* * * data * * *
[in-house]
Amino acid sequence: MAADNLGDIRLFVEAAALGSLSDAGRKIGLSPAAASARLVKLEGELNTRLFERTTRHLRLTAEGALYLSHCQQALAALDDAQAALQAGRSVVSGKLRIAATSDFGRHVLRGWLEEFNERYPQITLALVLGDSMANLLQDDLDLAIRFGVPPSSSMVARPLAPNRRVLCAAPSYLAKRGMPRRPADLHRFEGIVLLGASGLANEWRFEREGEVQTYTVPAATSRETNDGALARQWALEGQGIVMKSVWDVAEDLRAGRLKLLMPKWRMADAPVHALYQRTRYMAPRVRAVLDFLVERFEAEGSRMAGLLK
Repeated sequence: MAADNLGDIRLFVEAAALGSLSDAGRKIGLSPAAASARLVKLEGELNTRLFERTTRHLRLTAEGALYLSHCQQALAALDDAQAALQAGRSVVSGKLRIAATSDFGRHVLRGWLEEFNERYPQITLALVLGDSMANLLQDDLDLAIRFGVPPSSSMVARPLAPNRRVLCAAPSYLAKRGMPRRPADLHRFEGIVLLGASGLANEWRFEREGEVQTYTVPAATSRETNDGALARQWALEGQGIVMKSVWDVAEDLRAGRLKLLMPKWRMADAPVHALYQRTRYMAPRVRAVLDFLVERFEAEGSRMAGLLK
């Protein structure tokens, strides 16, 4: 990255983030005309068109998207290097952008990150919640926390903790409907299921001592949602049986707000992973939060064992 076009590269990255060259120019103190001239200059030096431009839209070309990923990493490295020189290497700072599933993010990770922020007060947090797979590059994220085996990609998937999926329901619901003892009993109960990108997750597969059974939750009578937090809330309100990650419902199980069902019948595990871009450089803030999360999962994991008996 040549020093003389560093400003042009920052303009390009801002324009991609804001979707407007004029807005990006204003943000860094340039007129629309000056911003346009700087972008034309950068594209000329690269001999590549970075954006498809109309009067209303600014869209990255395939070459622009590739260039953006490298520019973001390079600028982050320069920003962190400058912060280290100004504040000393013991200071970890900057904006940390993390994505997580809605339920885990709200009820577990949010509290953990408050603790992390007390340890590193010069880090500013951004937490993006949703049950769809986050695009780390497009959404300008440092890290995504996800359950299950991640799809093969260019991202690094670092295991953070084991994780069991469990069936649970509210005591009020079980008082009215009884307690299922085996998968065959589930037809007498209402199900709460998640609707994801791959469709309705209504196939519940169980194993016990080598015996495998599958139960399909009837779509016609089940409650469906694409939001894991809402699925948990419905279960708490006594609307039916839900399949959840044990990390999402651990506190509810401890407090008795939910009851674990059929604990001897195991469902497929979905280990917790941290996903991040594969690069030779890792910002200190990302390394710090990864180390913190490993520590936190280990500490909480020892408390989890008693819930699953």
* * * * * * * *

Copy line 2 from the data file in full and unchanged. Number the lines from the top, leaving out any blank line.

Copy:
Amino acid sequence: MAADNLGDIRLFVEAAALGSLSDAGRKIGLSPAAASARLVKLEGELNTRLFERTTRHLRLTAEGALYLSHCQQALAALDDAQAALQAGRSVVSGKLRIAATSDFGRHVLRGWLEEFNERYPQITLALVLGDSMANLLQDDLDLAIRFGVPPSSSMVARPLAPNRRVLCAAPSYLAKRGMPRRPADLHRFEGIVLLGASGLANEWRFEREGEVQTYTVPAATSRETNDGALARQWALEGQGIVMKSVWDVAEDLRAGRLKLLMPKWRMADAPVHALYQRTRYMAPRVRAVLDFLVERFEAEGSRMAGLLK